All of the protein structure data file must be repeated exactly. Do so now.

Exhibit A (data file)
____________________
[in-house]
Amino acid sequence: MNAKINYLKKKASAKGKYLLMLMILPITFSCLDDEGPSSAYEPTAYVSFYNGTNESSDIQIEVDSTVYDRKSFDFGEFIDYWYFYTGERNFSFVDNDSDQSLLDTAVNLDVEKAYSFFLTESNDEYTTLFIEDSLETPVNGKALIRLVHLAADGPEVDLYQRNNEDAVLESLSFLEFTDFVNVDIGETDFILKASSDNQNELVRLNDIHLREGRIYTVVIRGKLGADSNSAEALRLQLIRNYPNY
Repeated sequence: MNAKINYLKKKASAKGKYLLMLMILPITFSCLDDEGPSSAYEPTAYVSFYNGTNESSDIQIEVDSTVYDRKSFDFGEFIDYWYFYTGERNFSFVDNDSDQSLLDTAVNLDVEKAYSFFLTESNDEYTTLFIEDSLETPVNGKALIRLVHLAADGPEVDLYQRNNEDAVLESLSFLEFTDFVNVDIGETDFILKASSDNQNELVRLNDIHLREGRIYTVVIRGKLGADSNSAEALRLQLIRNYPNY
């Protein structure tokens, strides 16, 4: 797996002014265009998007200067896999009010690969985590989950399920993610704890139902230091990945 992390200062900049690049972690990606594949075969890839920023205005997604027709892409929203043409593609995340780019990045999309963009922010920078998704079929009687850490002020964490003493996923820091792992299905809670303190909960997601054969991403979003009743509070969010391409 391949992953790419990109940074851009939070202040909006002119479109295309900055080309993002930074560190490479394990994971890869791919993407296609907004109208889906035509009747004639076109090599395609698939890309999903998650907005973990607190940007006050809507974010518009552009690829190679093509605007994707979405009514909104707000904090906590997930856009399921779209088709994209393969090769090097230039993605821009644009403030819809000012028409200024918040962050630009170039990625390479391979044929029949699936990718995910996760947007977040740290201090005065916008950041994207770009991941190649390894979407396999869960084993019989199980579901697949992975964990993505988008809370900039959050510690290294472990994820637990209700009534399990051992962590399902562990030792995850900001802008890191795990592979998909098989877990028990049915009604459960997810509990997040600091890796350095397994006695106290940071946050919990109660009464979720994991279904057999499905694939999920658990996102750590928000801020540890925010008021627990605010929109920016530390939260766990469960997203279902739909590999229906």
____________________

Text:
[in-house]
Amino acid sequence: MNAKINYLKKKASAKGKYLLMLMILPITFSCLDDEGPSSAYEPTAYVSFYNGTNESSDIQIEVDSTVYDRKSFDFGEFIDYWYFYTGERNFSFVDNDSDQSLLDTAVNLDVEKAYSFFLTESNDEYTTLFIEDSLETPVNGKALIRLVHLAADGPEVDLYQRNNEDAVLESLSFLEFTDFVNVDIGETDFILKASSDNQNELVRLNDIHLREGRIYTVVIRGKLGADSNSAEALRLQLIRNYPNY
Repeated sequence: MNAKINYLKKKASAKGKYLLMLMILPITFSCLDDEGPSSAYEPTAYVSFYNGTNESSDIQIEVDSTVYDRKSFDFGEFIDYWYFYTGERNFSFVDNDSDQSLLDTAVNLDVEKAYSFFLTESNDEYTTLFIEDSLETPVNGKALIRLVHLAADGPEVDLYQRNNEDAVLESLSFLEFTDFVNVDIGETDFILKASSDNQNELVRLNDIHLREGRIYTVVIRGKLGADSNSAEALRLQLIRNYPNY
């Protein structure tokens, strides 16, 4: 797996002014265009998007200067896999009010690969985590989950399920993610704890139902230091990945 992390200062900049690049972690990606594949075969890839920023205005997604027709892409929203043409593609995340780019990045999309963009922010920078998704079929009687850490002020964490003493996923820091792992299905809670303190909960997601054969991403979003009743509070969010391409 391949992953790419990109940074851009939070202040909006002119479109295309900055080309993002930074560190490479394990994971890869791919993407296609907004109208889906035509009747004639076109090599395609698939890309999903998650907005973990607190940007006050809507974010518009552009690829190679093509605007994707979405009514909104707000904090906590997930856009399921779209088709994209393969090769090097230039993605821009644009403030819809000012028409200024918040962050630009170039990625390479391979044929029949699936990718995910996760947007977040740290201090005065916008950041994207770009991941190649390894979407396999869960084993019989199980579901697949992975964990993505988008809370900039959050510690290294472990994820637990209700009534399990051992962590399902562990030792995850900001802008890191795990592979998909098989877990028990049915009604459960997810509990997040600091890796350095397994006695106290940071946050919990109660009464979720994991279904057999499905694939999920658990996102750590928000801020540890925010008021627990605010929109920016530390939260766990469960997203279902739909590999229906």